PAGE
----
Shadyside shoe designer is creating a 'little piece of luxury'
Emily Mack Jamison wants you to walk a mile in her shoes.
At least a mile.
She'd prefer your walk to be much longer.
The footwear designer creates stunning sandals, flats, pumps and boots made from fine leather, suede and satin. Her brand Emy Mack is handcrafted in Italy at the same factories that produce the iconic shoe names of Valentino, Jimmy Choo and Prada. The Emy Mack line has been featured in Marie Claire magazine and Lifetime's “Project Runway.”
“The shoe is the most important part of the outfit,” says Mack Jamison, from her Shadyside showroom filled with footwear ready to walk out the door. “I want these shoes to be like a little piece of luxury.”
She tries to keep the cost competitive. Prices range from $395 to $850. Valentino shoes start at $695, Jimmy Choo at $375 and Prada at $390. But their prices go much higher.
A woman might not always purchase couture clothing, Mack Jamison says, but she will invest in a high-end handbag or pair of shoes.
“And the dirty little secret is my shoes are comfortable for most women,” says Mack Jamison, whose shoes have platinum soles and insoles. “We have foot models who wear them and give us feedback, and we make changes to make sure they fit well. Because what good is it to have high-end shoes and not be able to wear them?”
Part of the decision to start her own shoe line began with a trip to Italy to see how footwear is made. She and husband Rob, who live in Shadyside with their three children, did extensive research. They visited factories and learned there are specific factories for different parts of a shoe, which has 22 to 25 components. If one component isn't right, it can affect the whole shoe.
The couple teamed with Gil Fields, an expert in the shoe industry from New York, who connected them with Italian factories. He has designed, manufactured and marketed top shoe brands including Liz Claiborne, Adrienne Vittadini, Anne Klein, Ellen Tracy and Kate Spade.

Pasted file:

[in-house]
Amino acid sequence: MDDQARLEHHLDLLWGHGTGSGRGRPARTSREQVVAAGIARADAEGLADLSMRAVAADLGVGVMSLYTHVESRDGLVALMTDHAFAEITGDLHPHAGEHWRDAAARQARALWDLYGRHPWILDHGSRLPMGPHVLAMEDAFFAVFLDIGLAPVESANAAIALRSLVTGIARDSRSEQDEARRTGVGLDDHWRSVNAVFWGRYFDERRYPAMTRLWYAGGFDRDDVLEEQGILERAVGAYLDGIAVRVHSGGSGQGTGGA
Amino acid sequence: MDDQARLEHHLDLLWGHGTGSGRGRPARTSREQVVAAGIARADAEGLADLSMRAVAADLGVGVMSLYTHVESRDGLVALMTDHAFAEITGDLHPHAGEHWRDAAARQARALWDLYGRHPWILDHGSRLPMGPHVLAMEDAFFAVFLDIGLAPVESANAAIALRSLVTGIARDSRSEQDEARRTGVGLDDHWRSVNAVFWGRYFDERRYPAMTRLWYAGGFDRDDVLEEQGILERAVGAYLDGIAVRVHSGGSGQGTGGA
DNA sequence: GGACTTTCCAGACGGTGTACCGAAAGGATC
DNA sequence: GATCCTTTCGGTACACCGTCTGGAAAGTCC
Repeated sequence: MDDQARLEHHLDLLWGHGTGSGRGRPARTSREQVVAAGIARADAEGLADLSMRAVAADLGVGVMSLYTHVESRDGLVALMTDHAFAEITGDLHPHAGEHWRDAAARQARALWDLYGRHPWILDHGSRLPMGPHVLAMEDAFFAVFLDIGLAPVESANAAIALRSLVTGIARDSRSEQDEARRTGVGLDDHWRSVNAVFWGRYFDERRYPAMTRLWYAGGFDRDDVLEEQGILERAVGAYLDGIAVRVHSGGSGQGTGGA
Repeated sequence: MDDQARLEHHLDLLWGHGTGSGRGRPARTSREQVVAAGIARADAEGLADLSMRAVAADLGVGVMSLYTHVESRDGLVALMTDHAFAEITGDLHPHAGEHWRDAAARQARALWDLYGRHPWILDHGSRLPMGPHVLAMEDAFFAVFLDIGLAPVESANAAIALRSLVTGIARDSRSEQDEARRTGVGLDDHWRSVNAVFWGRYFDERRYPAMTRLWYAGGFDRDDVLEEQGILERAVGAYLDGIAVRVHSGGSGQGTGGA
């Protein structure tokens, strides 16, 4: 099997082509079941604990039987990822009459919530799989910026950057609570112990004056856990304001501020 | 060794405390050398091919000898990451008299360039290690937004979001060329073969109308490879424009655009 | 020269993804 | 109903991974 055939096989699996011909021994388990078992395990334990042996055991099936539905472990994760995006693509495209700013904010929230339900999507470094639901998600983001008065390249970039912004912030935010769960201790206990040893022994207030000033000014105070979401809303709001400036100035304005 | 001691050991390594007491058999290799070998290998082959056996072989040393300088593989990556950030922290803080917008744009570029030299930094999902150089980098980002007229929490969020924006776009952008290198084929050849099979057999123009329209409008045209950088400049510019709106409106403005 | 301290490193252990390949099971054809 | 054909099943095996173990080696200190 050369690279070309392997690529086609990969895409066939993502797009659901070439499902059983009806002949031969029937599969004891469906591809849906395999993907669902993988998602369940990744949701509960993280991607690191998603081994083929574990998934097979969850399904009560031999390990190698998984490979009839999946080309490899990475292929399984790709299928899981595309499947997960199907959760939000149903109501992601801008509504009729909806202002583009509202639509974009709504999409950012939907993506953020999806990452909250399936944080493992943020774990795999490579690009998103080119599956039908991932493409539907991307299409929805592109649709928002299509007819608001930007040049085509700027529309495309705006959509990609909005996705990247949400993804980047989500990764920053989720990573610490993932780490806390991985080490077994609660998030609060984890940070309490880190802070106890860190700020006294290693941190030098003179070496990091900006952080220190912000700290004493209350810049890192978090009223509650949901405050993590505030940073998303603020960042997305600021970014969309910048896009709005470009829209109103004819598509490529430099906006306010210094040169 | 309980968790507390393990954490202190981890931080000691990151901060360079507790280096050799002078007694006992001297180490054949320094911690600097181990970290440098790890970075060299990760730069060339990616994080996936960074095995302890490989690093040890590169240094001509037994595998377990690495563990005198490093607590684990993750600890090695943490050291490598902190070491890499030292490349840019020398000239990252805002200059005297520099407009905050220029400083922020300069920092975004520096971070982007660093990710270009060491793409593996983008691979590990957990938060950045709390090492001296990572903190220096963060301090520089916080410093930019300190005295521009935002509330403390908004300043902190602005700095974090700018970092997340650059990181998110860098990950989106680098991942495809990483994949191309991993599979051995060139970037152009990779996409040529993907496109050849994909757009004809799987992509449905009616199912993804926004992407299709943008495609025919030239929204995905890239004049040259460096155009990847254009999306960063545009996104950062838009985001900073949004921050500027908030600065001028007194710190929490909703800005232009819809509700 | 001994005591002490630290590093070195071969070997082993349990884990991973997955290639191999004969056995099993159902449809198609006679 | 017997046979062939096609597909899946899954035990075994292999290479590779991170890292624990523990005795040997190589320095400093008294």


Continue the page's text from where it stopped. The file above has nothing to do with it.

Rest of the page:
“I like shoes — now,” says Rob Jamison, who helps his wife by handling the operations side of the business. “This has always been a dream of Emy's.”
They had moved to Pittsburgh from New York in 2003 to be closer to Rob Jamison's family. She is from New Jersey and he from Point Breeze. He wanted to come back to work for the family business, Marshall Elevator, which was sold in July 2011.
Last October, the Jamisons opened the footwear showroom at 5417 Walnut St., where clients can have a one-on-one personalized shoe experience by appointment. The line offers more than 50 styles and is sold online, through consultants and in 20 specialty boutiques across the United States. They also have a pop-up store at 501 Beaver St. in Sewickley.
“Shoes are an item you should try on because different designers size and fit differently,” Mack Jamison says. “It's fun when I see a woman's reaction when she tries on a shoe that fits and that she loves.”
Mack Jamison has seen that look from Jessica O'Brien of Squirrel Hill, who owns Beehive NeedleArts in Mt. Lebanon.
O'Brien owns “a bunch of” Emy Mack footwear.
“I love her shoes,” O'Brien says. “They are well-designed and well-made. I am a person who loves fashion, and Emy has an eye for the materials and the craftsmanship. Her shoes are gorgeous. I might be a little obsessive when it comes to shoes, but I am on my feet a lot, and her shoes are both comfortable and fashionable. The leather is so soft and exquisite. They make a statement.”
Mack Jamison describes her style as classic with a twist. She uses many traditional silhouettes, but adds something like Swarovski crystals or other ornamentation such as studded stones and bows that a client can choose to give the shoe added bling.
She learned to love footwear from her mother, Mary Mack, and grandmothers Helen Mack and Angelina Moriarity. Her father, Ronald Mack, has an exceptional fashion sense, she says, as do her husband and her in-laws, Lynda and Bob Jamison.